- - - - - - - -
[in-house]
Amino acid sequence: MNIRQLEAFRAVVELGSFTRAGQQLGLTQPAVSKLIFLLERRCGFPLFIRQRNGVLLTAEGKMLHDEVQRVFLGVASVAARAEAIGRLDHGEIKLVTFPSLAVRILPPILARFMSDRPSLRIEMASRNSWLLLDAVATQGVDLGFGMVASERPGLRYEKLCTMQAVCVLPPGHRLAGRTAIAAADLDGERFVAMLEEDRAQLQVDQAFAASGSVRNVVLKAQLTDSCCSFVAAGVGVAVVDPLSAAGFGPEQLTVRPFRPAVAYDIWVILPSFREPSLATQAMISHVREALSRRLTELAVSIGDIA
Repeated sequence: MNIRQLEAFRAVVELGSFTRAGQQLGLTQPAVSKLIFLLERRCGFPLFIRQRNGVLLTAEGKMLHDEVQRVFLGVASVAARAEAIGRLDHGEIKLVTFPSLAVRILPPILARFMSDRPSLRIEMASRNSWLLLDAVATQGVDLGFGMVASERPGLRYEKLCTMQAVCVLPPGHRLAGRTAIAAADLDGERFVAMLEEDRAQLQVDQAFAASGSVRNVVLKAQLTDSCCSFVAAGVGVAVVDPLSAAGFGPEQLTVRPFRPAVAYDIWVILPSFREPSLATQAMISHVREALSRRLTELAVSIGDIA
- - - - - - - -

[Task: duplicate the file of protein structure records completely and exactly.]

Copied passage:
[in-house]
Amino acid sequence: MNIRQLEAFRAVVELGSFTRAGQQLGLTQPAVSKLIFLLERRCGFPLFIRQRNGVLLTAEGKMLHDEVQRVFLGVASVAARAEAIGRLDHGEIKLVTFPSLAVRILPPILARFMSDRPSLRIEMASRNSWLLLDAVATQGVDLGFGMVASERPGLRYEKLCTMQAVCVLPPGHRLAGRTAIAAADLDGERFVAMLEEDRAQLQVDQAFAASGSVRNVVLKAQLTDSCCSFVAAGVGVAVVDPLSAAGFGPEQLTVRPFRPAVAYDIWVILPSFREPSLATQAMISHVREALSRRLTELAVSIGDIA
Repeated sequence: MNIRQLEAFRAVVELGSFTRAGQQLGLTQPAVSKLIFLLERRCGFPLFIRQRNGVLLTAEGKMLHDEVQRVFLGVASVAARAEAIGRLDHGEIKLVTFPSLAVRILPPILARFMSDRPSLRIEMASRNSWLLLDAVATQGVDLGFGMVASERPGLRYEKLCTMQAVCVLPPGHRLAGRTAIAAADLDGERFVAMLEEDRAQLQVDQAFAASGSVRNVVLKAQLTDSCCSFVAAGVGVAVVDPLSAAGFGPEQLTVRPFRPAVAYDIWVILPSFREPSLATQAMISHVREALSRRLTELAVSIGDIA